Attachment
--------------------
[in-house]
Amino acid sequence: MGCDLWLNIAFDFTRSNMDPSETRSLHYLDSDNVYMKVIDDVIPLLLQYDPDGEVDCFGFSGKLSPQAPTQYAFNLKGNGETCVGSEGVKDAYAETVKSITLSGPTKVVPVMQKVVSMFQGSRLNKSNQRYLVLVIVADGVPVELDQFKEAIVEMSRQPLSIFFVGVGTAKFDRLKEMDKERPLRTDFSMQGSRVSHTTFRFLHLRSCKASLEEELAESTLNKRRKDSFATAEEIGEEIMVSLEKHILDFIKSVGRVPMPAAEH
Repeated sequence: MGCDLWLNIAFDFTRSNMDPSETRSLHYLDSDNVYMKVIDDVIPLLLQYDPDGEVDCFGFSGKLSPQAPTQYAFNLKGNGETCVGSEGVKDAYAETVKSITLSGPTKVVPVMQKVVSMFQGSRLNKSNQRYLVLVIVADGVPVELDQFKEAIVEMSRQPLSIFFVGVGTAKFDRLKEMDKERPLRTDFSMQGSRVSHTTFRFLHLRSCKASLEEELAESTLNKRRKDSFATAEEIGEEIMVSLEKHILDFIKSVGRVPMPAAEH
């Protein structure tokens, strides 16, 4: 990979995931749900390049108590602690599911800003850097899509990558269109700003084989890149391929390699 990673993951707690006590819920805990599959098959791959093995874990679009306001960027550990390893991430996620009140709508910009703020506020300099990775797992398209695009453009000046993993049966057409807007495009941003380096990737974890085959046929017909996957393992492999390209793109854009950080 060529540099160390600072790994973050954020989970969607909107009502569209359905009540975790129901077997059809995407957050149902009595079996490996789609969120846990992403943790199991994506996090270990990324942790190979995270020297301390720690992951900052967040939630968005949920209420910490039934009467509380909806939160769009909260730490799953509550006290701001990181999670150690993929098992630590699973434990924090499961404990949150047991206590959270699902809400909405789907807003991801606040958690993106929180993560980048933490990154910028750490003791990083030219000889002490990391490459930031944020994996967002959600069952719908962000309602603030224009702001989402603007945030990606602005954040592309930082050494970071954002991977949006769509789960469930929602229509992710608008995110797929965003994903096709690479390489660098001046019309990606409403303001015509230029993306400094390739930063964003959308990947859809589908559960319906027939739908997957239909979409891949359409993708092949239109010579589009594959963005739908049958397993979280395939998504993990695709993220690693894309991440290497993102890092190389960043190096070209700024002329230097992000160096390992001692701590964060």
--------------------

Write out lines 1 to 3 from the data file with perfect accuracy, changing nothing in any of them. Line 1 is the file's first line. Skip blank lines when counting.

[in-house]
Amino acid sequence: MGCDLWLNIAFDFTRSNMDPSETRSLHYLDSDNVYMKVIDDVIPLLLQYDPDGEVDCFGFSGKLSPQAPTQYAFNLKGNGETCVGSEGVKDAYAETVKSITLSGPTKVVPVMQKVVSMFQGSRLNKSNQRYLVLVIVADGVPVELDQFKEAIVEMSRQPLSIFFVGVGTAKFDRLKEMDKERPLRTDFSMQGSRVSHTTFRFLHLRSCKASLEEELAESTLNKRRKDSFATAEEIGEEIMVSLEKHILDFIKSVGRVPMPAAEH
Repeated sequence: MGCDLWLNIAFDFTRSNMDPSETRSLHYLDSDNVYMKVIDDVIPLLLQYDPDGEVDCFGFSGKLSPQAPTQYAFNLKGNGETCVGSEGVKDAYAETVKSITLSGPTKVVPVMQKVVSMFQGSRLNKSNQRYLVLVIVADGVPVELDQFKEAIVEMSRQPLSIFFVGVGTAKFDRLKEMDKERPLRTDFSMQGSRVSHTTFRFLHLRSCKASLEEELAESTLNKRRKDSFATAEEIGEEIMVSLEKHILDFIKSVGRVPMPAAEH